Boris Johnson broke ministerial rules when he signed up to write a column for the Daily Telegraph just days after quitting as foreign secretary, a watchdog has said.

The Advisory Committee on Business Appointments (Acoba) – which vets appointments by ex-ministers and senior officials – said it was "unacceptable" that he agreed a contract with the newspaper before contacting them.

It comes as Mr Johnson faces a disciplinary hearing by the Conservative party after saying Muslim women wearing face veils looked like “bank robbers” and “letter boxes”

Rules state that former ministers are required to consult Acoba before any new appointments are announced or taken up.

However, the committee said Mr Johnson only notified them of his Telegraph appointment on July 26, two weeks after he signed the contract and after the paper announced that he would be resuming the weekly column which he gave up when he became foreign secretary in 2016.

In a letter to Mr Johnson, published on the committee's website, Acoba chairwoman Baroness Browning said: "The committee considers it to be unacceptable that you signed a contract with The Telegraph and your appointment was announced before you had sought and obtained advice from the committee, as was incumbent on you on leaving office under the Government's business appointment rules.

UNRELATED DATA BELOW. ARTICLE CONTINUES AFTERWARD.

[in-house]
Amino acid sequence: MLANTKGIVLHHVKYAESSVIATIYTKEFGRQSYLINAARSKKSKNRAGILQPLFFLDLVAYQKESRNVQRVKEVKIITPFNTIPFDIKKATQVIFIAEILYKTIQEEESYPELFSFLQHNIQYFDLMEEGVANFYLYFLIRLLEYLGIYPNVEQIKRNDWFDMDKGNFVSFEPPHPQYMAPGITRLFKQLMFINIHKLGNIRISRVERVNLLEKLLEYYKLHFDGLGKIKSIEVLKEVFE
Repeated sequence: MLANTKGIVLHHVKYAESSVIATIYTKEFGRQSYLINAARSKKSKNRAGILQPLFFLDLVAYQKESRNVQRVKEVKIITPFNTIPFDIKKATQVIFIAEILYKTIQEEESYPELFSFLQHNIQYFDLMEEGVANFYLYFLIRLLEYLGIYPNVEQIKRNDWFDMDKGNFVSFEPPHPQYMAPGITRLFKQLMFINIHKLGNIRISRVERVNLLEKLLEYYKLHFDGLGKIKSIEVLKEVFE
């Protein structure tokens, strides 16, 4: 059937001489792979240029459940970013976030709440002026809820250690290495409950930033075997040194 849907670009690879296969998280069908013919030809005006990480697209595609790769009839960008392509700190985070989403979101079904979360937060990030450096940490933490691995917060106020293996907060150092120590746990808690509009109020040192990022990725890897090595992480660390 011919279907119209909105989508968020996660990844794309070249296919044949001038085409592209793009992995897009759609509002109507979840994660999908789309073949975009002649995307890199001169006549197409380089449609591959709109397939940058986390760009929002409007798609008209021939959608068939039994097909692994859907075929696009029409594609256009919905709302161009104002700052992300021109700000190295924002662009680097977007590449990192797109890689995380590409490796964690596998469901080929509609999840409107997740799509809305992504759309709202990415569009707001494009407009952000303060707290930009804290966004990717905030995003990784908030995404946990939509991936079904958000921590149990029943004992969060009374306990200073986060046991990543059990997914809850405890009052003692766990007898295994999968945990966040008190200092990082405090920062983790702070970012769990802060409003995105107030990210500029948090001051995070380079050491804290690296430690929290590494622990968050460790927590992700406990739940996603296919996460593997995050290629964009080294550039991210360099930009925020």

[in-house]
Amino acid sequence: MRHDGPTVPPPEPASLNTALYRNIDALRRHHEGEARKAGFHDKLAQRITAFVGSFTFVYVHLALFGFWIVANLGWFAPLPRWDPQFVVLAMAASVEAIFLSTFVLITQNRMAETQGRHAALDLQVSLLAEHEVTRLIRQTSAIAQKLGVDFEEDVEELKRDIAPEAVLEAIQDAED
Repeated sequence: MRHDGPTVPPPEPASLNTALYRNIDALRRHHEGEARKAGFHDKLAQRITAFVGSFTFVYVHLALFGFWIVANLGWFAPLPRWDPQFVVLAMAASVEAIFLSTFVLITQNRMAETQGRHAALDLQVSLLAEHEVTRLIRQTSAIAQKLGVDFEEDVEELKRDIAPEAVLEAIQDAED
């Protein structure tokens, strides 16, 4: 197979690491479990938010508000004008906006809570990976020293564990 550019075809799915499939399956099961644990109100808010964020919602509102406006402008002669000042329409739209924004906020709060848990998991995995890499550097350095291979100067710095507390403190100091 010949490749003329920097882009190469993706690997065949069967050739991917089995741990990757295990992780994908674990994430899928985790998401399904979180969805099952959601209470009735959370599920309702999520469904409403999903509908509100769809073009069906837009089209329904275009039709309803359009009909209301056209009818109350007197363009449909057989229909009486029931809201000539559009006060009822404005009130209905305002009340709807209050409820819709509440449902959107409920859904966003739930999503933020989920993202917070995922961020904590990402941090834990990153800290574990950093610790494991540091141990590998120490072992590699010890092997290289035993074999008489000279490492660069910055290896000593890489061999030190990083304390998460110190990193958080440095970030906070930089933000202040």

"Failure to seek advice before The Telegraph made public you would be taking on this work and before signing a contract was a failure of your duty to seek advice."

She said that under the rules, there was a minimum three-month waiting period during which ex-ministers should not take up outside appointments after leaving office.

"The committee sees no reason why the minimum three month waiting period should not have been observed in this case and considers that your entering into this appointment within a few days of leaving office without seeking the advice of the committee was a breach of the rules," she said.

She noted the permanent secretary at the Foreign Office Sir Simon McDonald had written to Mr Johnson on the day he resigned reminding him of his obligations, but that Mr Johnson had told the committee he did not receive the letter until after he signed the contract.